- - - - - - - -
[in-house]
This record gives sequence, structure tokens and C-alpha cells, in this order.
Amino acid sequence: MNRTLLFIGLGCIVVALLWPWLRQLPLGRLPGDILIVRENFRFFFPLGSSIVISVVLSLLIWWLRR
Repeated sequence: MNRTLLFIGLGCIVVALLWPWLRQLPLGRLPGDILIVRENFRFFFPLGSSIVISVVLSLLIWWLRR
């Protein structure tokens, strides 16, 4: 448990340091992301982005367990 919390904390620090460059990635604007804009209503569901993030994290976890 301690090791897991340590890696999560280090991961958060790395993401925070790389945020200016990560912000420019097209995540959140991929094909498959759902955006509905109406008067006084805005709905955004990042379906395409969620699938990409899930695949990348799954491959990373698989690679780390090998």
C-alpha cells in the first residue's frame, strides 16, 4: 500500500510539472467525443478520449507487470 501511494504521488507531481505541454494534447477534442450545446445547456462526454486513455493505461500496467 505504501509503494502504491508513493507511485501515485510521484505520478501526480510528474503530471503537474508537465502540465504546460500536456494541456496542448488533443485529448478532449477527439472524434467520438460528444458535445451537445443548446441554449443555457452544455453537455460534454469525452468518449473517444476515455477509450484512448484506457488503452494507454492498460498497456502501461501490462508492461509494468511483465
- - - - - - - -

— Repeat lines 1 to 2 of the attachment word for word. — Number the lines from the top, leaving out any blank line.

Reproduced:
[in-house]
This record gives sequence, structure tokens and C-alpha cells, in this order.